What’s the Password? - The Average Joe

What’s the Password?

September 10, 2020

On Sep. 4, the S&P 500 announced their latest additions to the index: Etsy ($ETSY), Teradyne ($TER) and Catelent ($CTLT). Where’s Tesla ($TSLA)? Not on the list. After fulfilling the minimum requirements, investors have speculated Tesla’s imminent addition into The S&P 500 index.

Exclusive S&P 500 club

The S&P 500 is an index that tracks the performance of 500 of the largest publicly-traded companies in the US. Investors use this index to get a sense of the market direction on a daily basis. Many investors use the average return of the S&P 500 to benchmark their own portfolio. Over the past 90 years, the S&P 500 returned 9.8% annually. Are you beating the market average?

The S&P 500 committee meets once a month and makes changes to the index when it’s “necessary”. To be considered for the list, companies must meet a set of minimum requirements:

  • US-based and listed on either the NYSE, Nasdaq or Cboe… ✅ Tesla is listed on the Nasdaq.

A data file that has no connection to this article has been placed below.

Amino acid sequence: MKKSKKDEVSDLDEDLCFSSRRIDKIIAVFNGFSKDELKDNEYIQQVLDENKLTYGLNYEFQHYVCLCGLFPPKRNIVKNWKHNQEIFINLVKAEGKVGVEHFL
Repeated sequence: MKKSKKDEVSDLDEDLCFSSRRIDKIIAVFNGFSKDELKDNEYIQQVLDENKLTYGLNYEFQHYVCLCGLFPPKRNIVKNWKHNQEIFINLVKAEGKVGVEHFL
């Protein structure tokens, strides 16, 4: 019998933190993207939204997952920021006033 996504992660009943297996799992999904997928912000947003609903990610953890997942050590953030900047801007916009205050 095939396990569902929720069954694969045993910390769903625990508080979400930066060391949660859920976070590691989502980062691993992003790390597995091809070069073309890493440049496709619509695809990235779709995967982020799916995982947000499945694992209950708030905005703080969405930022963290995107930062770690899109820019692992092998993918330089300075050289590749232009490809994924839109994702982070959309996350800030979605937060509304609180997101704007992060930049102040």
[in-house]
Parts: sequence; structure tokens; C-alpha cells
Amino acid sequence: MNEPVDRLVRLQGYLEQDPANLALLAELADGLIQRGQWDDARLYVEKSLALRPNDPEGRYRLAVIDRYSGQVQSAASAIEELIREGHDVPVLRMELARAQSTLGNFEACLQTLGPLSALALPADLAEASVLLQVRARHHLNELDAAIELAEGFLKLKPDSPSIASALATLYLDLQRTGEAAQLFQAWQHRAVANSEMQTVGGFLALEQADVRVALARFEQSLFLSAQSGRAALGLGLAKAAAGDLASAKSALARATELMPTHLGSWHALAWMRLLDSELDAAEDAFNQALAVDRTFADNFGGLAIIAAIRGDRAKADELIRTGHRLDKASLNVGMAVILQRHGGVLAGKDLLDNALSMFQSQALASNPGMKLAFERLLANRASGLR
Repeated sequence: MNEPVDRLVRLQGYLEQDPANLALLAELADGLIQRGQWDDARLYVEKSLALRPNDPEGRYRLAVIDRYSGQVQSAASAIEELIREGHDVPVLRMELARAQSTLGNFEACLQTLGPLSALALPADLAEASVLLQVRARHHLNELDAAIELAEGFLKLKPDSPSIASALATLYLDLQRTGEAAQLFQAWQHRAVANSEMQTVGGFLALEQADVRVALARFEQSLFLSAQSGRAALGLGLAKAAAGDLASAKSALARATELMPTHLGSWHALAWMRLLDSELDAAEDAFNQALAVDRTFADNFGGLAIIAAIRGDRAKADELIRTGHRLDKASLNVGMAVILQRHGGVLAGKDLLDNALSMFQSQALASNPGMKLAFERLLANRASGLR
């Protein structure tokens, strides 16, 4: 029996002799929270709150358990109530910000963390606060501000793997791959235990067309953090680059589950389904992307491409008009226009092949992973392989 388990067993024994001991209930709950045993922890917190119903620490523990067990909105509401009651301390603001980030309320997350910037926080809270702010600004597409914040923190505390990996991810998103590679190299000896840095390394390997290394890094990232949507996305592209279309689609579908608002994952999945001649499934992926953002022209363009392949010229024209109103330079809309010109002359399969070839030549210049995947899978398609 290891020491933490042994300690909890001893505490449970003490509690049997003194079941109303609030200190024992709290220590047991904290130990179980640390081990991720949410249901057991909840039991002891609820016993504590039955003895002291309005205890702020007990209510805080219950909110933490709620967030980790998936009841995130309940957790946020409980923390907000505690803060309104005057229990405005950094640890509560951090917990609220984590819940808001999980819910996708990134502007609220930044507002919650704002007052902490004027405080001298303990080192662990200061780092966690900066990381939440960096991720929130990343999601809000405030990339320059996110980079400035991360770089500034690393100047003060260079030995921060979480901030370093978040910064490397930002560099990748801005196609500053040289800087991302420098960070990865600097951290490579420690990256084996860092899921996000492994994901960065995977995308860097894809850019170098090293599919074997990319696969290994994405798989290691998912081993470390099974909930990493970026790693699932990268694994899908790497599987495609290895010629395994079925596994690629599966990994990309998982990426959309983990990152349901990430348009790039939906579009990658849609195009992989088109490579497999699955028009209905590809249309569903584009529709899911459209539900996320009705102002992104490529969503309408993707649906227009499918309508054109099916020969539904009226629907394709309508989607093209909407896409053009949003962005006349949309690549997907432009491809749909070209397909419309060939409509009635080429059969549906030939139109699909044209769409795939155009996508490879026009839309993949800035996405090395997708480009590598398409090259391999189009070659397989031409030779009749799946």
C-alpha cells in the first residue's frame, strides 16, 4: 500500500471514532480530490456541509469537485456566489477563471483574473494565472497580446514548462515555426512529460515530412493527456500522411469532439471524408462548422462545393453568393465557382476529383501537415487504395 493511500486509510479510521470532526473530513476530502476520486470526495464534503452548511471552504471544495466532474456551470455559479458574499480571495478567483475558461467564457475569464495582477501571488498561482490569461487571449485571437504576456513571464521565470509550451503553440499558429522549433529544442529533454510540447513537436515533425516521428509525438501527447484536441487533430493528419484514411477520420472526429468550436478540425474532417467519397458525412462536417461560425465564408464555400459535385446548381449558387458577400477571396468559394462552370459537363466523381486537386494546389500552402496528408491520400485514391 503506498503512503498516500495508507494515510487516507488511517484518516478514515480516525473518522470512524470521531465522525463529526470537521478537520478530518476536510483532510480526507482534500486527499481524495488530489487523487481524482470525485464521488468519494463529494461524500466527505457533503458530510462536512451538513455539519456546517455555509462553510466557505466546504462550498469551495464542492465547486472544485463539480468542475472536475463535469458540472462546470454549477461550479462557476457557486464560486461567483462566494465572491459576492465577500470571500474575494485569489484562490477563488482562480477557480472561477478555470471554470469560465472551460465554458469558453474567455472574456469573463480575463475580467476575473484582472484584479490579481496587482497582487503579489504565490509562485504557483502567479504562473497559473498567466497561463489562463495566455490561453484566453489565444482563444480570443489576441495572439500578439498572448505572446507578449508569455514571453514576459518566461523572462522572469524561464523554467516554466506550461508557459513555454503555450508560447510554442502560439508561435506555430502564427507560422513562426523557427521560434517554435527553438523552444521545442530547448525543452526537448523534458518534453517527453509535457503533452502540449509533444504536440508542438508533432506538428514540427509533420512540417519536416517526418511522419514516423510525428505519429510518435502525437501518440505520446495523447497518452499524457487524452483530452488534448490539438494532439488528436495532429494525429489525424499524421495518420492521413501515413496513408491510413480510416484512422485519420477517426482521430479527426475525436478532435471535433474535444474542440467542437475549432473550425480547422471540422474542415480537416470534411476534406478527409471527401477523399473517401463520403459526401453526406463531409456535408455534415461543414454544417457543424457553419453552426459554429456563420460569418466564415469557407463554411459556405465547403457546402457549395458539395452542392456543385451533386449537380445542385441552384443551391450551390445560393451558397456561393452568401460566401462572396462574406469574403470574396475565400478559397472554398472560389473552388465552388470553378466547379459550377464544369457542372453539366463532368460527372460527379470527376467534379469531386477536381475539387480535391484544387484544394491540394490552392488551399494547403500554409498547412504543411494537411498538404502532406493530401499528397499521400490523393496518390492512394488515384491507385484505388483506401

• Market capitalization of more than $8.2b… ✅ Tesla has a market cap of ~$320b.
  • Have reported 4 straight quarters of making a profit… ✅ Tesla has made a profit in the past 4 quarters.

So why didn’t Tesla make the cut? The S&P 500 has declined to state why but reporters are speculating their source of earnings to be the reason. In the first half of the year, Tesla made a pre-tax profit of $473m. The company had sold $727m in regulatory credits to other carmakers which helped Tesla squeeze out a profit. These credits are an inconsistent source of revenue that may have crushed Tesla’s chances of joining the club. But don’t count Tesla out yet – at their current earnings growth, it may only be a matter of time before they’re added to the S&P 500.

Benefits of joining the S&P 500

Everyday investors anticipated a big jump in Tesla’s stock after joining the S&P 500 but is this really true? In a study created of over 500 companies that joined the S&P 500 between 1997-2017, results show us that joining the S&P 500 may not be as lucrative as it seems…

  • Initial bump… Between 1997-2007, stock prices of newly added companies increased by up to 4.9% in the first week of joining the index. Between 2007-2017, this initial increase dropped to 0.7%.
  • Running out of gas… Throughout 1997-2017, on average, stock prices of newly joined companies will fall over the next 12 months.

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